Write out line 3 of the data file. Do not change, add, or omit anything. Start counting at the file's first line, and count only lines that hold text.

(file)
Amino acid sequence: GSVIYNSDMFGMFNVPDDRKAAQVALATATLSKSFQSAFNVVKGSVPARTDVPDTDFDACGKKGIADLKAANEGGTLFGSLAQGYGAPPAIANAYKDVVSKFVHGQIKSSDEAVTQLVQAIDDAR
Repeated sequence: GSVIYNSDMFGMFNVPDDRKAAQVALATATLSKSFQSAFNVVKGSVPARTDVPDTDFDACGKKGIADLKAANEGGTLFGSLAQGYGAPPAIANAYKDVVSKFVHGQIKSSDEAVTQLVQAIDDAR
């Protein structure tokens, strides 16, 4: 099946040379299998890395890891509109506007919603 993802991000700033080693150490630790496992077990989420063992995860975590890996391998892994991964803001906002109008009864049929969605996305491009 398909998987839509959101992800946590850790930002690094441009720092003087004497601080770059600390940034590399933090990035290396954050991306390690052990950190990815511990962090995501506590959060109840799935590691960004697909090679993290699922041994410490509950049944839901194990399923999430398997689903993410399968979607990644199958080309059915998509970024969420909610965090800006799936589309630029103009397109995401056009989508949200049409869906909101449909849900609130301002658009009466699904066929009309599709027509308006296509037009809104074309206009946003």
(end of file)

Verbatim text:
């Protein structure tokens, strides 16, 4: 099946040379299998890395890891509109506007919603 993802991000700033080693150490630790496992077990989420063992995860975590890996391998892994991964803001906002109008009864049929969605996305491009 398909998987839509959101992800946590850790930002690094441009720092003087004497601080770059600390940034590399933090990035290396954050991306390690052990950190990815511990962090995501506590959060109840799935590691960004697909090679993290699922041994410490509950049944839901194990399923999430398997689903993410399968979607990644199958080309059915998509970024969420909610965090800006799936589309630029103009397109995401056009989508949200049409869906909101449909849900609130301002658009009466699904066929009309599709027509308006296509037009809104074309206009946003």